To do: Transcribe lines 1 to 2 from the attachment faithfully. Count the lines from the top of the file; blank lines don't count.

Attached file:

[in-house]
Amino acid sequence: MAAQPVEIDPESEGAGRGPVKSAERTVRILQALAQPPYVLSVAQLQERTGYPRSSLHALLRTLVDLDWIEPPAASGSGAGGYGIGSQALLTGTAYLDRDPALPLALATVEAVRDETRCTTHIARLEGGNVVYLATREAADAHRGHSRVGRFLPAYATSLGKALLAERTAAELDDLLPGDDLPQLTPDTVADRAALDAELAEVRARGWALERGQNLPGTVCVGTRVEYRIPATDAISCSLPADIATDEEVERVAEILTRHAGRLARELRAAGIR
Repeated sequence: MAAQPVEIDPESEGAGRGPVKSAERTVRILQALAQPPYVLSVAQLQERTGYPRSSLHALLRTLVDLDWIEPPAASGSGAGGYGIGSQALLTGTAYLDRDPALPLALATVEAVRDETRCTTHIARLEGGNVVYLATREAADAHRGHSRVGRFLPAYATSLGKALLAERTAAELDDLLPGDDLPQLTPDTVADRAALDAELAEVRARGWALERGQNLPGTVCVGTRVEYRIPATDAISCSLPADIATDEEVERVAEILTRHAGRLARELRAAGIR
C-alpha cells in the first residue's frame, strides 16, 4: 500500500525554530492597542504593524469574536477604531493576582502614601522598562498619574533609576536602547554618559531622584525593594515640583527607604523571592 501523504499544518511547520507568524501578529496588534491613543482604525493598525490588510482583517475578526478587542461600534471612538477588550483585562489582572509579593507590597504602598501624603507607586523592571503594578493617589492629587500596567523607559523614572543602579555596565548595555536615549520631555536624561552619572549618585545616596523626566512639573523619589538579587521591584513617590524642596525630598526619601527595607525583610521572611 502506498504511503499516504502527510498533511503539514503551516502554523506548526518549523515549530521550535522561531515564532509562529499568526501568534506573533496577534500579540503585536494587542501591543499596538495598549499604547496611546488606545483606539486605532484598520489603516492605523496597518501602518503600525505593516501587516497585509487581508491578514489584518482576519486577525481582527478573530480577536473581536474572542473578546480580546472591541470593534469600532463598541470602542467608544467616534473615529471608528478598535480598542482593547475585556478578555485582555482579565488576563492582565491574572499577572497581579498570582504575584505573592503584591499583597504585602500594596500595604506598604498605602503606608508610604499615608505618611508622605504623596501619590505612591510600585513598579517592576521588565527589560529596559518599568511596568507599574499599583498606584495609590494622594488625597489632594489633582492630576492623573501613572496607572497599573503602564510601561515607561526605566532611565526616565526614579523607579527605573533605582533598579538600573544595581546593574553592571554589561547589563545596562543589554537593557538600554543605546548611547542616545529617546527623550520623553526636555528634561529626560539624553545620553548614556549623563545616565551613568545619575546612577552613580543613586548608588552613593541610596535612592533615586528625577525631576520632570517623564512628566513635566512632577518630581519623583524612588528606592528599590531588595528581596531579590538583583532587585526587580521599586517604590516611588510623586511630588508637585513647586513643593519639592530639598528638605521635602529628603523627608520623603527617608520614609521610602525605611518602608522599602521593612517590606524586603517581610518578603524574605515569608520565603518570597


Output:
[in-house]
Amino acid sequence: MAAQPVEIDPESEGAGRGPVKSAERTVRILQALAQPPYVLSVAQLQERTGYPRSSLHALLRTLVDLDWIEPPAASGSGAGGYGIGSQALLTGTAYLDRDPALPLALATVEAVRDETRCTTHIARLEGGNVVYLATREAADAHRGHSRVGRFLPAYATSLGKALLAERTAAELDDLLPGDDLPQLTPDTVADRAALDAELAEVRARGWALERGQNLPGTVCVGTRVEYRIPATDAISCSLPADIATDEEVERVAEILTRHAGRLARELRAAGIR